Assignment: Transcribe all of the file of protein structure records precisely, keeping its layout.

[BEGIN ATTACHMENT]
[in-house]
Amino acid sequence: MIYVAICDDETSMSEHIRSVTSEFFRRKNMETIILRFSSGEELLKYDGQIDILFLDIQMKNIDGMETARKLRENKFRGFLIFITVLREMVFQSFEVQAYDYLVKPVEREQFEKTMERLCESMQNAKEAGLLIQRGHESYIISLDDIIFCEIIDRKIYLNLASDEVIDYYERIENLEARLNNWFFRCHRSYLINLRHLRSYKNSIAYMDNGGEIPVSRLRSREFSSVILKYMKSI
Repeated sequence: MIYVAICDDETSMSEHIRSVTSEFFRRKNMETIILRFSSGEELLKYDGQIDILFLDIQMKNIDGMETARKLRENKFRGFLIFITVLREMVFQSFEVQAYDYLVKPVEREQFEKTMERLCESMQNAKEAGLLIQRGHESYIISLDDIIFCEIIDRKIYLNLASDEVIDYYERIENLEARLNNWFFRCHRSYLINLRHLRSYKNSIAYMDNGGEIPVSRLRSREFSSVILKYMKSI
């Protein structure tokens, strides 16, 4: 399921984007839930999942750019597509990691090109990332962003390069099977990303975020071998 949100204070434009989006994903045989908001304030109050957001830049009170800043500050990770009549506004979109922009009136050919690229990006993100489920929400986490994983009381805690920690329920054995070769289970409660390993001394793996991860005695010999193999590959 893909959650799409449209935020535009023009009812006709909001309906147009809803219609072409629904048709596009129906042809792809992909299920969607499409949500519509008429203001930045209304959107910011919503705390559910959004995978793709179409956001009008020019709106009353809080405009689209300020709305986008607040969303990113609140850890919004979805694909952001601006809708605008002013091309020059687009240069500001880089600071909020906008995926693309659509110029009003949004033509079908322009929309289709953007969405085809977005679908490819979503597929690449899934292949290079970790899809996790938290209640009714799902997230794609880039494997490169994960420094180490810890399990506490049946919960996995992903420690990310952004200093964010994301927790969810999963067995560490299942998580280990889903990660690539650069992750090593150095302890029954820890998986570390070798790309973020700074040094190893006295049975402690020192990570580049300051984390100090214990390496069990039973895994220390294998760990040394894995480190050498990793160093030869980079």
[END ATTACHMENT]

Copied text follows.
[in-house]
Amino acid sequence: MIYVAICDDETSMSEHIRSVTSEFFRRKNMETIILRFSSGEELLKYDGQIDILFLDIQMKNIDGMETARKLRENKFRGFLIFITVLREMVFQSFEVQAYDYLVKPVEREQFEKTMERLCESMQNAKEAGLLIQRGHESYIISLDDIIFCEIIDRKIYLNLASDEVIDYYERIENLEARLNNWFFRCHRSYLINLRHLRSYKNSIAYMDNGGEIPVSRLRSREFSSVILKYMKSI
Repeated sequence: MIYVAICDDETSMSEHIRSVTSEFFRRKNMETIILRFSSGEELLKYDGQIDILFLDIQMKNIDGMETARKLRENKFRGFLIFITVLREMVFQSFEVQAYDYLVKPVEREQFEKTMERLCESMQNAKEAGLLIQRGHESYIISLDDIIFCEIIDRKIYLNLASDEVIDYYERIENLEARLNNWFFRCHRSYLINLRHLRSYKNSIAYMDNGGEIPVSRLRSREFSSVILKYMKSI
């Protein structure tokens, strides 16, 4: 399921984007839930999942750019597509990691090109990332962003390069099977990303975020071998 949100204070434009989006994903045989908001304030109050957001830049009170800043500050990770009549506004979109922009009136050919690229990006993100489920929400986490994983009381805690920690329920054995070769289970409660390993001394793996991860005695010999193999590959 893909959650799409449209935020535009023009009812006709909001309906147009809803219609072409629904048709596009129906042809792809992909299920969607499409949500519509008429203001930045209304959107910011919503705390559910959004995978793709179409956001009008020019709106009353809080405009689209300020709305986008607040969303990113609140850890919004979805694909952001601006809708605008002013091309020059687009240069500001880089600071909020906008995926693309659509110029009003949004033509079908322009929309289709953007969405085809977005679908490819979503597929690449899934292949290079970790899809996790938290209640009714799902997230794609880039494997490169994960420094180490810890399990506490049946919960996995992903420690990310952004200093964010994301927790969810999963067995560490299942998580280990889903990660690539650069992750090593150095302890029954820890998986570390070798790309973020700074040094190893006295049975402690020192990570580049300051984390100090214990390496069990039973895994220390294998760990040394894995480190050498990793160093030869980079």